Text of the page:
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Keywords:

  • muscle dysmorphia;
  • DSM-V;
  • male eating disorders;
  • muscularity

Abstract

  1. Top of page
  2. Abstract
  3. Introduction
  4. The Symptomatology of Muscle Dysmorphia
  5. The Epidemiology of Muscle Dysmorphia
  6. The Diagnostic Placement of Muscle Dysmorphia within the Eating Disorder Spectrum
  7. Possible Differences Between Muscle Dysmorphia and Eating Disorders
  8. The Possible Inclusion of Muscle Dysmorphia within the Obsessive Compulsive Spectrum of Disorders
  9. Retaining Muscle Dysmorphia as a Body Dysmorphic Disorder
  10. Concluding Comments
  11. References

Objective

Muscle dysmorphia is a relatively recently identified psychological condition that, since its inception, has been variously conceptualized as an eating disorder and subsequently as a type of body dysmorphic disorder within the somatoform disorders. This review aims to inform and encourage ongoing debate surrounding the diagnostic placement of this disorder.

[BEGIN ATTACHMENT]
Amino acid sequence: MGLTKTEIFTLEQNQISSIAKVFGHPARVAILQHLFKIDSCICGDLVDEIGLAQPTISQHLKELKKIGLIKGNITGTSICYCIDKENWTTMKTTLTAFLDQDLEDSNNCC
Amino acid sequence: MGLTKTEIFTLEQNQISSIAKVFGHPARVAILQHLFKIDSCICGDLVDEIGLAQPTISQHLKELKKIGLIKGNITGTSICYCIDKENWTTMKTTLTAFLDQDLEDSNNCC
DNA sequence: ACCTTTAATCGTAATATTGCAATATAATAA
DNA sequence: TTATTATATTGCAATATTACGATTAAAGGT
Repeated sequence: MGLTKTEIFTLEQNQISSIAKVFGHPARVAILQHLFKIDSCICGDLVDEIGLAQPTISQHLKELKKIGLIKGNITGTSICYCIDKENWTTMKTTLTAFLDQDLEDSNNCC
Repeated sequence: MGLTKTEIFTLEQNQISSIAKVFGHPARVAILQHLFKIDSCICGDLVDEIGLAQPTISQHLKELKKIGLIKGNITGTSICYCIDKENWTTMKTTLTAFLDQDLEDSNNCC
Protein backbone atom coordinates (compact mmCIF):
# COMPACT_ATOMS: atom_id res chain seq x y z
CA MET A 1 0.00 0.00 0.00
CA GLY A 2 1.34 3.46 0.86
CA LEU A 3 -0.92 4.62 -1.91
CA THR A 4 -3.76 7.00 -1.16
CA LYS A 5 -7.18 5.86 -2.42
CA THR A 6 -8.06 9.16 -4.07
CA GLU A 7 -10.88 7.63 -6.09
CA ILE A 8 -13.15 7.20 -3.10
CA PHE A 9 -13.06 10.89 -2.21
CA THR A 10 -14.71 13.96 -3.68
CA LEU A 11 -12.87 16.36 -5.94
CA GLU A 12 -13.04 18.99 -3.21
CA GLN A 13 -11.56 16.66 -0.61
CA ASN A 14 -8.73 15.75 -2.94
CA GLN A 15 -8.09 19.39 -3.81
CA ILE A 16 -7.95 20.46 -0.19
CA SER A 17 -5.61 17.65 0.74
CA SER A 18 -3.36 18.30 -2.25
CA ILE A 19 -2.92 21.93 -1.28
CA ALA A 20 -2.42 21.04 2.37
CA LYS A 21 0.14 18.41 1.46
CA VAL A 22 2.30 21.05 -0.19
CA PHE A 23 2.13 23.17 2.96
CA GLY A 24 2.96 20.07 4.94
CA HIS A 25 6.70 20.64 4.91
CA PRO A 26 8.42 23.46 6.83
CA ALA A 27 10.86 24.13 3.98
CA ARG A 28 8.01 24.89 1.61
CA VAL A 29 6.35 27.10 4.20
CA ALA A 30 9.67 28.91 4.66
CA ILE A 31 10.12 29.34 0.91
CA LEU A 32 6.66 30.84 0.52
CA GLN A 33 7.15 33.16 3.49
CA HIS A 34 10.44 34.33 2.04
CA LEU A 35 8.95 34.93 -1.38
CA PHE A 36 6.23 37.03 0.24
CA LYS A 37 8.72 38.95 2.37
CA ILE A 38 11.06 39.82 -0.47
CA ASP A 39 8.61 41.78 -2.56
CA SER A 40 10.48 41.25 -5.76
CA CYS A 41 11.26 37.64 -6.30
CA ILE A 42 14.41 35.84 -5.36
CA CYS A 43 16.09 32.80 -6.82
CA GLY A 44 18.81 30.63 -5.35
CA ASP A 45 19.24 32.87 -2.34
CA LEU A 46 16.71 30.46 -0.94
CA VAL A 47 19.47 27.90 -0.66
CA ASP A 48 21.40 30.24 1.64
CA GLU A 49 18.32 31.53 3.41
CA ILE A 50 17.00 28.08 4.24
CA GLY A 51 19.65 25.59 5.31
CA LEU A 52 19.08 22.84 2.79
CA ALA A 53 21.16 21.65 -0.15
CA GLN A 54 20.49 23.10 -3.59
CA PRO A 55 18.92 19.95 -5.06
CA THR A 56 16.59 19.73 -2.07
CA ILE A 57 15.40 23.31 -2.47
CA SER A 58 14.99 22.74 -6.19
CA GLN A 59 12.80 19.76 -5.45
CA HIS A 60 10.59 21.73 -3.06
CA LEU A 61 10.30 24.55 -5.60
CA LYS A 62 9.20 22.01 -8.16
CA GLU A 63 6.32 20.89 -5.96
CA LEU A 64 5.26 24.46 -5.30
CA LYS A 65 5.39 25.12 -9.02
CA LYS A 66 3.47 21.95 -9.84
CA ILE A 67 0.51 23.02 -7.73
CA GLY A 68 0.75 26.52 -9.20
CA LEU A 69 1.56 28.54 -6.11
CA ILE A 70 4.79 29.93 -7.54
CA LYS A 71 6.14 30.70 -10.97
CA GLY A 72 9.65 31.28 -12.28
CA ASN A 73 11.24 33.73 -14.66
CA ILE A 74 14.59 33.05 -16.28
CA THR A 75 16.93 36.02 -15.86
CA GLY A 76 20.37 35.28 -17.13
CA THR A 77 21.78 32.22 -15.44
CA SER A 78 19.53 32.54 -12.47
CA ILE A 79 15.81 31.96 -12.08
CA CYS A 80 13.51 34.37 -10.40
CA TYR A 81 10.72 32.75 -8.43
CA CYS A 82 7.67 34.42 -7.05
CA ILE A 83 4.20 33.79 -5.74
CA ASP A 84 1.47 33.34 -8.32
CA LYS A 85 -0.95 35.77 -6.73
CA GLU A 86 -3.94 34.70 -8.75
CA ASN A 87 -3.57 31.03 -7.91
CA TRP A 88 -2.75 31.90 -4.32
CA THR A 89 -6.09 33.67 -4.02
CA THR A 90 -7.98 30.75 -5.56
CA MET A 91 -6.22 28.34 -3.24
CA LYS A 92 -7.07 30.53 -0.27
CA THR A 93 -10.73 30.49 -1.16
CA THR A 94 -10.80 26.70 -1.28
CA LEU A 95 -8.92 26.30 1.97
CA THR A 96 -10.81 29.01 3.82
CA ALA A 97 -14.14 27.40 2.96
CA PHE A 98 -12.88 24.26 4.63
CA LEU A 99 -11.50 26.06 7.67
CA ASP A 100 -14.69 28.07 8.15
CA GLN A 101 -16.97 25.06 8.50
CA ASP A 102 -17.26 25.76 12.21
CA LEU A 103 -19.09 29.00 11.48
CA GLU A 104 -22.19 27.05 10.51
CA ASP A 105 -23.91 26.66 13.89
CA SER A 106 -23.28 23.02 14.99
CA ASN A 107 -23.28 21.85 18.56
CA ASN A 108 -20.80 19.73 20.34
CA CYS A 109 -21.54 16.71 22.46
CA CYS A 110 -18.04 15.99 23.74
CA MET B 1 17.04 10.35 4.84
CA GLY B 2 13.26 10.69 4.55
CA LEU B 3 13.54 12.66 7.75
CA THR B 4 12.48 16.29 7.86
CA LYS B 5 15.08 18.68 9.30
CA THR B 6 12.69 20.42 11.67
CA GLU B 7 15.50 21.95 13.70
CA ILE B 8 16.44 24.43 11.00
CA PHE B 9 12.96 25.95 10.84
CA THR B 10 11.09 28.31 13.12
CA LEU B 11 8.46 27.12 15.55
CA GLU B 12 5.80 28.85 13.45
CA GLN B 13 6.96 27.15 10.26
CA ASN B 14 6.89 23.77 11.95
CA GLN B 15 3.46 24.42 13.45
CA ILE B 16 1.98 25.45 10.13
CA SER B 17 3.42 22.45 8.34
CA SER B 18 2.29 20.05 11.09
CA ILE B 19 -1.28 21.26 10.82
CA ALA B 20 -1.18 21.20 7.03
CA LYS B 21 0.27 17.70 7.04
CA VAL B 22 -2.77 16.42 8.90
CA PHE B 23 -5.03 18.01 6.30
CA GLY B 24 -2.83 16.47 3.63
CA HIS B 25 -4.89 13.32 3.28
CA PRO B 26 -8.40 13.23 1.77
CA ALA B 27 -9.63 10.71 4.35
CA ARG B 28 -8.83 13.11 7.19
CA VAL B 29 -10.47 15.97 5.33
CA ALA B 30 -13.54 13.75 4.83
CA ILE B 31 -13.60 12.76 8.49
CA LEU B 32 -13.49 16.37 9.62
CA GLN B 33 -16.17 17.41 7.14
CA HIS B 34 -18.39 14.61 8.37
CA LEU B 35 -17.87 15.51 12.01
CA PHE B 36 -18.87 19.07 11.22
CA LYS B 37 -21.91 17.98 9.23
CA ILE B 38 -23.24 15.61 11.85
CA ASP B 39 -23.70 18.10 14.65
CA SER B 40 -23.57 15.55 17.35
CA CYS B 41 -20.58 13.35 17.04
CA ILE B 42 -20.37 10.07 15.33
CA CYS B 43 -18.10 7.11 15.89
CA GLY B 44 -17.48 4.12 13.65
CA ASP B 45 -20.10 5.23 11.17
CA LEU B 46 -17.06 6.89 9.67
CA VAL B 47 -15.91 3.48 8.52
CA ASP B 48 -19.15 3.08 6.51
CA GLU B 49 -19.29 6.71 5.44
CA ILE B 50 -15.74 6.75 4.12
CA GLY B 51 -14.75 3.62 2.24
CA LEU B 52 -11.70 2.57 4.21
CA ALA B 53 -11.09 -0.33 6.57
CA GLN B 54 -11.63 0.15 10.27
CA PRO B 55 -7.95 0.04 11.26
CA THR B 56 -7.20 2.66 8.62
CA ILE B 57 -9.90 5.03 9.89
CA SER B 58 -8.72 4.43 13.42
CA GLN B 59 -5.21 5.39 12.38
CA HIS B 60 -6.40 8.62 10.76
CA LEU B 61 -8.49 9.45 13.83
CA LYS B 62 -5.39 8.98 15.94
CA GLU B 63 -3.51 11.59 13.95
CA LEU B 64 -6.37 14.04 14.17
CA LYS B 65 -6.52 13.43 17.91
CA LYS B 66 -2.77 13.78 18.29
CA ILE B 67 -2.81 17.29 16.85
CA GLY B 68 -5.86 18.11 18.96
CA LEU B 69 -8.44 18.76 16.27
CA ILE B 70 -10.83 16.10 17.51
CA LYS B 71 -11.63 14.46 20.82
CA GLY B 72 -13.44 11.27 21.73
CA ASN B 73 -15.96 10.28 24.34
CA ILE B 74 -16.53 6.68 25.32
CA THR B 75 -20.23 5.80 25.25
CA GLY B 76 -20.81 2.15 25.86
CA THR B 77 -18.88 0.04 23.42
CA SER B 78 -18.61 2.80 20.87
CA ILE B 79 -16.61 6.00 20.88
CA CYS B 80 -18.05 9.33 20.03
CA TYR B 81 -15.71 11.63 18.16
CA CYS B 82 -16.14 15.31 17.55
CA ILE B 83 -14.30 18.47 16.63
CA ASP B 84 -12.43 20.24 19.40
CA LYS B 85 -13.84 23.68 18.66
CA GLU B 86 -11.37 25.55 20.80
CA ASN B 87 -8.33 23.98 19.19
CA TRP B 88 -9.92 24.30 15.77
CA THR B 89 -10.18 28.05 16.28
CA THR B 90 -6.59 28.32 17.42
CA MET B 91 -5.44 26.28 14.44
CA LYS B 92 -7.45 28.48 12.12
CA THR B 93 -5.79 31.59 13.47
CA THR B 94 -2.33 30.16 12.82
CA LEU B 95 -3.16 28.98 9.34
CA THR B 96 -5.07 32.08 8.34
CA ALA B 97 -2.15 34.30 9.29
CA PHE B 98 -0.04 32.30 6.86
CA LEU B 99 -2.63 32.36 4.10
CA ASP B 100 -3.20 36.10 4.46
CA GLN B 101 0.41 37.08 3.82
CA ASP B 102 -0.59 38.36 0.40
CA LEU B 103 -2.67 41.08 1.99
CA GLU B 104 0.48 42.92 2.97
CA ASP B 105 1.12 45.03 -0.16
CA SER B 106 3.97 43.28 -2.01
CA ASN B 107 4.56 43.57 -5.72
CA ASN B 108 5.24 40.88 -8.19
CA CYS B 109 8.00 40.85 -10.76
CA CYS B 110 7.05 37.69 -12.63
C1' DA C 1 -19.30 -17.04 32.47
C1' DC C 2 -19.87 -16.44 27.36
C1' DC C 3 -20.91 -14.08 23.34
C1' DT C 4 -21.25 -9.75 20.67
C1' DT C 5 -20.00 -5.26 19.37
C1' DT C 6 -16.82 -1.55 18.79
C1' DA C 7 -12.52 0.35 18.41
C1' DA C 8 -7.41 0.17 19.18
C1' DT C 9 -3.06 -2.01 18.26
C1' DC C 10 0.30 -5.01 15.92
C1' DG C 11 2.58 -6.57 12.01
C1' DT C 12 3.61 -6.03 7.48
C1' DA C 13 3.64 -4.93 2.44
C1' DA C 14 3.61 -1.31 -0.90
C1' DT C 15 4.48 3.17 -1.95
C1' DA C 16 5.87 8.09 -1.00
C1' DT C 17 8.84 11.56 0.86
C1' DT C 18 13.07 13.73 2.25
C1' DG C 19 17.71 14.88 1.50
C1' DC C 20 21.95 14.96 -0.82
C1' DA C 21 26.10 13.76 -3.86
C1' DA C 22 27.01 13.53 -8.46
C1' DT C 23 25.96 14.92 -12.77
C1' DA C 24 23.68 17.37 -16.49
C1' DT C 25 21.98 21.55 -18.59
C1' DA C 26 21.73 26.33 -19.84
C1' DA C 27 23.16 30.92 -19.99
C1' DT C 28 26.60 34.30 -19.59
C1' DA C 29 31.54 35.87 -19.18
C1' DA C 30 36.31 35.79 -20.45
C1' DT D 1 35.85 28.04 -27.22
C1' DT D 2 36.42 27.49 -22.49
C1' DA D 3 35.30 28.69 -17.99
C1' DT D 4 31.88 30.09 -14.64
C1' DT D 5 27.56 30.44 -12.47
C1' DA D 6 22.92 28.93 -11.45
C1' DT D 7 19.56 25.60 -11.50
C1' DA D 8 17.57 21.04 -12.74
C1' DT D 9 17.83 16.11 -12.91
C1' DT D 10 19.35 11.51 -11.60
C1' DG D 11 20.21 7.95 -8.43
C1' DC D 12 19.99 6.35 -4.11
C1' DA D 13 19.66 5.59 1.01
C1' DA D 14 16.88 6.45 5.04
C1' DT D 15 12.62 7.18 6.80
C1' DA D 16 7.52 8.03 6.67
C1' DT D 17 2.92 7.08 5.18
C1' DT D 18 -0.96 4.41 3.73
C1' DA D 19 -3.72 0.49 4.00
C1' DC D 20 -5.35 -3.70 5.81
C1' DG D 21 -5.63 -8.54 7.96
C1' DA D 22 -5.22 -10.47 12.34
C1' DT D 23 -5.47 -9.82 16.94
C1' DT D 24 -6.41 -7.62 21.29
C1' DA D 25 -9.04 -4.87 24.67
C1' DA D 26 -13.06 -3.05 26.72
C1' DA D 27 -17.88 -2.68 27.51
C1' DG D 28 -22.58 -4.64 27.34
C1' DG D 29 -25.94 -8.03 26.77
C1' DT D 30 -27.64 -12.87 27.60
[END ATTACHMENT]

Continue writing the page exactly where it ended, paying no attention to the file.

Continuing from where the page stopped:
Method

We present a review and synthesis of the extant literature with a view to informing future decisions regarding the conceptualization of muscle dysmorphia.

Results

The validity of muscle dysmorphia as a clinical entity has been empirically demonstrated. While the condition bears little semblance to somatization as currently conceptualized, the research suggests a strong conceptual similarity with anorexia nervosa. However, future research needs to utilize more appropriate measures of male eating disorder pathology. Muscle dysmorphia is also inclusive of obsessive compulsive features that are typical to those seen in eating disorder presentations.